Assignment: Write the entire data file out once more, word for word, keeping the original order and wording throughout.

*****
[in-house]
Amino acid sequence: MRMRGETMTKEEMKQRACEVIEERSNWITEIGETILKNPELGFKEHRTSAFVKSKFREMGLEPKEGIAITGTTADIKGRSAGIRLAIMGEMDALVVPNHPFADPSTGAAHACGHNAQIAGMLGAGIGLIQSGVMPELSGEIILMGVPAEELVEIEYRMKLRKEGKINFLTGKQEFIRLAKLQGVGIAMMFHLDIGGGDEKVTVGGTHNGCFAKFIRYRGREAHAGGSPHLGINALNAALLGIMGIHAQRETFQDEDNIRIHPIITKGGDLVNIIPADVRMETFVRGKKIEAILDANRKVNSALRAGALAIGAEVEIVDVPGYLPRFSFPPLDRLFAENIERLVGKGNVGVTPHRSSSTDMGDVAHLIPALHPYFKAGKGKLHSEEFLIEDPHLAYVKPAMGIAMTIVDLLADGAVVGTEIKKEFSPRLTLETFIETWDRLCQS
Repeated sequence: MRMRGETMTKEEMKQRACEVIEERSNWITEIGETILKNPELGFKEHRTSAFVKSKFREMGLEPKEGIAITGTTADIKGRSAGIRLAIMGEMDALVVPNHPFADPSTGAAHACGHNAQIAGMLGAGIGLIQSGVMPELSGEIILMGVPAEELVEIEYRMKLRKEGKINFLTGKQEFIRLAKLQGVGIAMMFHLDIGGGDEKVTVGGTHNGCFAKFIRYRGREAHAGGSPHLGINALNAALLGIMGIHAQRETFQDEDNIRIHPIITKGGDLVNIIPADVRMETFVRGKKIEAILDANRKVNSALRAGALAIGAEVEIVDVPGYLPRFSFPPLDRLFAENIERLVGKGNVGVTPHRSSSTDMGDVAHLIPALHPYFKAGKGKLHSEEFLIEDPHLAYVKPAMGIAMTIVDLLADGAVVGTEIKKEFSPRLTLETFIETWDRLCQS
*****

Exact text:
[in-house]
Amino acid sequence: MRMRGETMTKEEMKQRACEVIEERSNWITEIGETILKNPELGFKEHRTSAFVKSKFREMGLEPKEGIAITGTTADIKGRSAGIRLAIMGEMDALVVPNHPFADPSTGAAHACGHNAQIAGMLGAGIGLIQSGVMPELSGEIILMGVPAEELVEIEYRMKLRKEGKINFLTGKQEFIRLAKLQGVGIAMMFHLDIGGGDEKVTVGGTHNGCFAKFIRYRGREAHAGGSPHLGINALNAALLGIMGIHAQRETFQDEDNIRIHPIITKGGDLVNIIPADVRMETFVRGKKIEAILDANRKVNSALRAGALAIGAEVEIVDVPGYLPRFSFPPLDRLFAENIERLVGKGNVGVTPHRSSSTDMGDVAHLIPALHPYFKAGKGKLHSEEFLIEDPHLAYVKPAMGIAMTIVDLLADGAVVGTEIKKEFSPRLTLETFIETWDRLCQS
Repeated sequence: MRMRGETMTKEEMKQRACEVIEERSNWITEIGETILKNPELGFKEHRTSAFVKSKFREMGLEPKEGIAITGTTADIKGRSAGIRLAIMGEMDALVVPNHPFADPSTGAAHACGHNAQIAGMLGAGIGLIQSGVMPELSGEIILMGVPAEELVEIEYRMKLRKEGKINFLTGKQEFIRLAKLQGVGIAMMFHLDIGGGDEKVTVGGTHNGCFAKFIRYRGREAHAGGSPHLGINALNAALLGIMGIHAQRETFQDEDNIRIHPIITKGGDLVNIIPADVRMETFVRGKKIEAILDANRKVNSALRAGALAIGAEVEIVDVPGYLPRFSFPPLDRLFAENIERLVGKGNVGVTPHRSSSTDMGDVAHLIPALHPYFKAGKGKLHSEEFLIEDPHLAYVKPAMGIAMTIVDLLADGAVVGTEIKKEFSPRLTLETFIETWDRLCQS